- Writer: Brian Michael Bendis
- Artist: Sara Pichelli
- Publisher: MARVEL
- Orig. Published: June 27, 2012
- Price: $3.99
Spider-Men #2 continues the first-time crossover between the Marvel and Ultimate universes for Spider-Man’s 50th anniversary. To recap, Spider-Men #1 (you can see our review here) took The Amazing Spider-Man, Peter Parker, on an accidental journey to a different universe after a bit of a scuffle with one of his known enemies. Not understanding what had taken place quite yet, a bit dazed and confused – Parker crosses paths with another arachnid-like fellow, the All-New Ultimate Spider-Man, Miles Morales.
Spider-Men #1 was essentially an Amazing Spider-Man introduction to the main event which really starts to unfold in Spider-Men #2. The story picks up where Peter and Miles run into each other. The situation plays out in an expected manner as there is confusion on both sides. Parker tries to figure out who this guy is in the other suit and Morales, a teenage Spider-Man fanboy, has a starstruck moment and a bit of surprise. Parker, still not realizing that he’s in an alternate dimension, is wondering who this “copycat” is and Morales is wondering if this could really be Peter Parker (after all, he is supposed to be dead in his world). Both are a bit confused but Parker takes matters a little further by getting physical. Now Morales, while he does have the reflexes and abilities similar to Parker’s, is portrayed also as less experienced. One panel shows Parker shooting out a web at him and then he dodges only to get caught in the moment saying, “Whoa, did you see that? I completely dodged it.” Meanwhile, Peter takes the opportunity to strike and take him down. No doubt, he doesn’t go down so easily so there happens to be a bit of a back and forth combat and banter akin to the Spider-Man name, while each one is also trying to find out who the other is.
The story progresses pretty logically and shows the flaws of both characters, one – an inexperienced child that now has all of these new-found abilities and powers, the other is a bit of a cocky hero that has been in the game a little longer but is still human and thus makes mistakes. While there are initial disagreements and confusion between both parties, soon things become a little more clear and it is time to work together. After all, the work for Spider-Men is never over and where there is a Spider-Man, trouble is sure to be coming his way.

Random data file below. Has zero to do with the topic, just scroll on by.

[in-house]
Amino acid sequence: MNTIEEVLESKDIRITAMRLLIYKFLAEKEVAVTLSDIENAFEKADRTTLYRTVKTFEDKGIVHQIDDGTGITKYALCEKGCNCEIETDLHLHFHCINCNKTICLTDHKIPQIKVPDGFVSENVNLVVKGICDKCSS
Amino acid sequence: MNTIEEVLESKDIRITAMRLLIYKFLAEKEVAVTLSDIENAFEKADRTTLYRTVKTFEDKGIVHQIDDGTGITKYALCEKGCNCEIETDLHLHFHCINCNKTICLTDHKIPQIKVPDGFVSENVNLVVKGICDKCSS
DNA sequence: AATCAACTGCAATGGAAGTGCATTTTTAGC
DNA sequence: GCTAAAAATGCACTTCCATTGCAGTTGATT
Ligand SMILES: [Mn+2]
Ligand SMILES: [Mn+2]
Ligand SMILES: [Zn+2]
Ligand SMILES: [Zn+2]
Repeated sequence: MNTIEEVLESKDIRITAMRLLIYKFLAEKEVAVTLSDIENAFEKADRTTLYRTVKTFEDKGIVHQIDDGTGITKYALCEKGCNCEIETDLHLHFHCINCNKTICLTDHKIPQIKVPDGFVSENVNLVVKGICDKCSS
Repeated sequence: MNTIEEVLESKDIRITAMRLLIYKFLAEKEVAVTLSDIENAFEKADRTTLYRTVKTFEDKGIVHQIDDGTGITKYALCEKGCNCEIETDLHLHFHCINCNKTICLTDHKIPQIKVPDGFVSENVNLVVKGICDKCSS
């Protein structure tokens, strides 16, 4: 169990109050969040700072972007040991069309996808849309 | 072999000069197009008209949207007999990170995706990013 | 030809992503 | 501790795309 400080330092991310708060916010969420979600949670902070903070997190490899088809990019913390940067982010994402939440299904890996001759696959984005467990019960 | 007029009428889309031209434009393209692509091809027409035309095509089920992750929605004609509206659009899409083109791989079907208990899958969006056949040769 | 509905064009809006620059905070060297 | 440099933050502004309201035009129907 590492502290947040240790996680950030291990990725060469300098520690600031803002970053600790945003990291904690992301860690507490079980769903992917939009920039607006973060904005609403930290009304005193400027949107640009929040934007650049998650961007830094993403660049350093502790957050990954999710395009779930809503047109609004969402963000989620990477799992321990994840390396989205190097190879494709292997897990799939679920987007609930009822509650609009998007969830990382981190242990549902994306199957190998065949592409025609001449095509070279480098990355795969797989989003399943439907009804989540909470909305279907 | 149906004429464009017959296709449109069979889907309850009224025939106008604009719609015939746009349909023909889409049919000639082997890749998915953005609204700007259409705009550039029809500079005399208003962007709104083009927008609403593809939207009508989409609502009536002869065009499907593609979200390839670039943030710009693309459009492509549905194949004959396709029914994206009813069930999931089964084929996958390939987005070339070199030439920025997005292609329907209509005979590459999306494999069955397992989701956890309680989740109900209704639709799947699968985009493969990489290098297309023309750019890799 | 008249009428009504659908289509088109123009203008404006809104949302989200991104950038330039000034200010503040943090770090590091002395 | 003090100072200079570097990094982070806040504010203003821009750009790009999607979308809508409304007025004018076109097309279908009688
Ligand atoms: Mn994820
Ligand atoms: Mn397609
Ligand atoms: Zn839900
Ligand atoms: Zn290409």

While Spider-Men #1 was a bit lacking on the true crossover nature of the series, Bendis does a good job with expanding on that introduction. He turned that last panel of Spider-Men #1 into a pretty entertaining story. But what’s a good story if it has terrible art? Well, Pichelli continues her clean and vivid artwork for every panel, making a great team with Bendis by adding to the excitement of the meeting between these two heroes. While the end of the issue did end a little abruptly and felt like the first time meeting between these characters could have been a little more in-depth, it was enjoyable. Hopefully the next few issues really dive deeper into what could be a defining time for each character as they learn from each other and the worlds they never knew existed.
[Note: Since this is a mini-series event, there will be no final score for this comic until the last issue. Final score will be based on the whole series]